RAND's Ali Wyne on China
Can We Guess China’s Future from Knowing Its Past?
A first for the planet! No country has ever done so much so fast
“Between 2001, when it joined the World Trade Organization, and 2016, the latest year for which the World Bank has data, its gross domestic product grew roughly ninefold, from US$1.34 trillion to US$11.2 trillion; its share of the world economy roughly quadrupled, from 4 percent to just under 16 percent; and its per-capita GDP rose almost eight-fold, from US$1,053 to US$8,123. It overtook Germany as the world’s largest exporter in 2009 and displaced the United States as the world’s largest goods trader in 2013. Between 2000 and 2017, it went from generating the equivalent of roughly a quarter of America’s manufacturing output to generating more than the US and Japan combined. Between 2012 and 2016, it accounted for some 34 percent of global growth.”
In the process, China uplifted 500 million of its people from poverty to middle-class life.
That’s a first for the planet! No country has ever done so much so fast.
Plus, there’s zero countries in East Asia or ASEAN that have not shared in China’s economic bounty.
What's That Say About China's
Ongoing Influence in Asia?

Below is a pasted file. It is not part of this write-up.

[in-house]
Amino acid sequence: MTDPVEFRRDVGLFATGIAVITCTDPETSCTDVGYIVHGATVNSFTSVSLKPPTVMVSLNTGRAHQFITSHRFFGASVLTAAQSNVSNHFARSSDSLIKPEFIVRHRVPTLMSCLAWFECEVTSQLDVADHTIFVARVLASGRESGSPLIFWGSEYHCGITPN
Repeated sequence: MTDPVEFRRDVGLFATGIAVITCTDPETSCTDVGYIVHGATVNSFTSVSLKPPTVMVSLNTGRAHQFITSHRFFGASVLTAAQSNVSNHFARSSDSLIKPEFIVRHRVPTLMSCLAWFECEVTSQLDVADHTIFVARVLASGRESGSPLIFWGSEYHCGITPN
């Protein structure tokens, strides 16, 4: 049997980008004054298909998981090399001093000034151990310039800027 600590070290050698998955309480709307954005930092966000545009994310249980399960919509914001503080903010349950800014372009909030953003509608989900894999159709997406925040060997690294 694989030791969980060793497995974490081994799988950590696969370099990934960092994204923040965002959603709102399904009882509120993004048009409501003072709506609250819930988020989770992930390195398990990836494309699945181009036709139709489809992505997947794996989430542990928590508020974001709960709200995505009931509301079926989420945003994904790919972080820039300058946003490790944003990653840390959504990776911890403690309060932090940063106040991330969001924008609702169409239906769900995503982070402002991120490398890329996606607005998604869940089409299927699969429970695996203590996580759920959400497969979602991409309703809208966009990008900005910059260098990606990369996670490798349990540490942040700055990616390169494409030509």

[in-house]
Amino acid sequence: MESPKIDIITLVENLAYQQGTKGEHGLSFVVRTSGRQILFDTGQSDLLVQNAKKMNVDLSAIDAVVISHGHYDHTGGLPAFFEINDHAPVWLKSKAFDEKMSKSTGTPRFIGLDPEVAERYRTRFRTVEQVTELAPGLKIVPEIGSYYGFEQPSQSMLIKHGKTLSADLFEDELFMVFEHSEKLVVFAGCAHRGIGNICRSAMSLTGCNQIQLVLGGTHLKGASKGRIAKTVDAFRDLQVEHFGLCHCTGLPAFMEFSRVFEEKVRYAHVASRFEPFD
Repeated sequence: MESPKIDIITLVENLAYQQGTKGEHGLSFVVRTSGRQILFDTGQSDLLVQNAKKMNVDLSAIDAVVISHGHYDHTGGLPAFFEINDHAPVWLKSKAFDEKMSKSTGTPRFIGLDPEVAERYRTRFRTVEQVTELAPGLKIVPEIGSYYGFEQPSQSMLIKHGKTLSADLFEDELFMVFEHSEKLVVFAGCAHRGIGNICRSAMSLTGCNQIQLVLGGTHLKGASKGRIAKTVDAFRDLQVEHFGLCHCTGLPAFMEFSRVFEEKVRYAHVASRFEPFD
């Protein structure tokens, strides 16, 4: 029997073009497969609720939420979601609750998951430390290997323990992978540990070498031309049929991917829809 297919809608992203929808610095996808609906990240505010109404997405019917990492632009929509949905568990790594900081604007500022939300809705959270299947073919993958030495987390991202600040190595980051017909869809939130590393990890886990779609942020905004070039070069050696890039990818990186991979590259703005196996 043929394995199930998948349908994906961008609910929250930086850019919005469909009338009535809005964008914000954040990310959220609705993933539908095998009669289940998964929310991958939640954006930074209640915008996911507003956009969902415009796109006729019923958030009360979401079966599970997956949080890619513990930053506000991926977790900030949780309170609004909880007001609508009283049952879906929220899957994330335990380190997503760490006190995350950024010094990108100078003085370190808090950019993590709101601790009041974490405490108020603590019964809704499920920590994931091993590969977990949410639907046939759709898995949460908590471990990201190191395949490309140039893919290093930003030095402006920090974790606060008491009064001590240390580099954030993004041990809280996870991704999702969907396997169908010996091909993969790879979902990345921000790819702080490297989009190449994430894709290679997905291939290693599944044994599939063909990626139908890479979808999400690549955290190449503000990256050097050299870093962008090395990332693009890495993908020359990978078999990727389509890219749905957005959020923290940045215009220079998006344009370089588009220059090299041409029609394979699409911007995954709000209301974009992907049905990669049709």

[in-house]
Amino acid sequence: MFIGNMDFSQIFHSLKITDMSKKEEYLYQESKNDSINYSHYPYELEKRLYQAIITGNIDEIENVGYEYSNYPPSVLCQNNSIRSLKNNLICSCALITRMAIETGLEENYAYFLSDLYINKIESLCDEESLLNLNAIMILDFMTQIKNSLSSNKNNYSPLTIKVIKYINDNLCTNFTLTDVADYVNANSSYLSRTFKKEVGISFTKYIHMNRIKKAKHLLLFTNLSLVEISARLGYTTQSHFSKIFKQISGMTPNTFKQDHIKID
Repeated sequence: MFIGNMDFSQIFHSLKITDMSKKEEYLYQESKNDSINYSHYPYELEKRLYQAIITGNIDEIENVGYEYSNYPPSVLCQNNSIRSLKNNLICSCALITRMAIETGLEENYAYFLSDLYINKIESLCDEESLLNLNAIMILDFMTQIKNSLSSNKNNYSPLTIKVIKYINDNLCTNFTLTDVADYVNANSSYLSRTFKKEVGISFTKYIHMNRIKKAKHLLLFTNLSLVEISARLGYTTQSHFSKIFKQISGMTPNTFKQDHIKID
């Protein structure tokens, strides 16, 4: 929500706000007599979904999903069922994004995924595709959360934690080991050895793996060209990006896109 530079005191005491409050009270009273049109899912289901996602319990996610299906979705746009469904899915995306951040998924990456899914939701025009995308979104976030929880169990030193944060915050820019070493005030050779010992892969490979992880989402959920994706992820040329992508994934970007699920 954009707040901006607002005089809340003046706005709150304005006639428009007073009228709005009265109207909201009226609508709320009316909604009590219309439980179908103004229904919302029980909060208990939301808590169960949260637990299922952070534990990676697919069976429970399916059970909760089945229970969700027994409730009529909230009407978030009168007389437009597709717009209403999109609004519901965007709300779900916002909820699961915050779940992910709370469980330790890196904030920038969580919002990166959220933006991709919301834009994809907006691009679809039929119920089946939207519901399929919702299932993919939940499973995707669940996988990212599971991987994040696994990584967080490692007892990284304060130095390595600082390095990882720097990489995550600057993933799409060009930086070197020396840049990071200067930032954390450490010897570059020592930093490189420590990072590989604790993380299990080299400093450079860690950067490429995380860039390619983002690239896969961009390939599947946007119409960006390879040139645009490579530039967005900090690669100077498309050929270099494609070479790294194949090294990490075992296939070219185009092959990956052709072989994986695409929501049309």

Ali Wyne’s masterful description conjures some interesting China questions.
- Can China do with technology what it has done with economics?
- Can China automate its some two million factories?
- Is there any tech company anywhere that does not want to participate in that looming technology extravaganza?
- In his The Fourth Industrial Revolution, isn’t Klaus Schwab right on the money with: “We have yet to grasp fully the speed and breadth of this new revolution. We are witnessing profound shifts across all industries, marked by the emergence of new business models, the disruption of incumbents and the reshaping of production, consumption, transportation and delivery systems.”
- Isn’t China the epicenter of Schwab’s Fourth Industrial Revolution?
- Aren’t robots, AI, and digitization at the heart of that epicenter?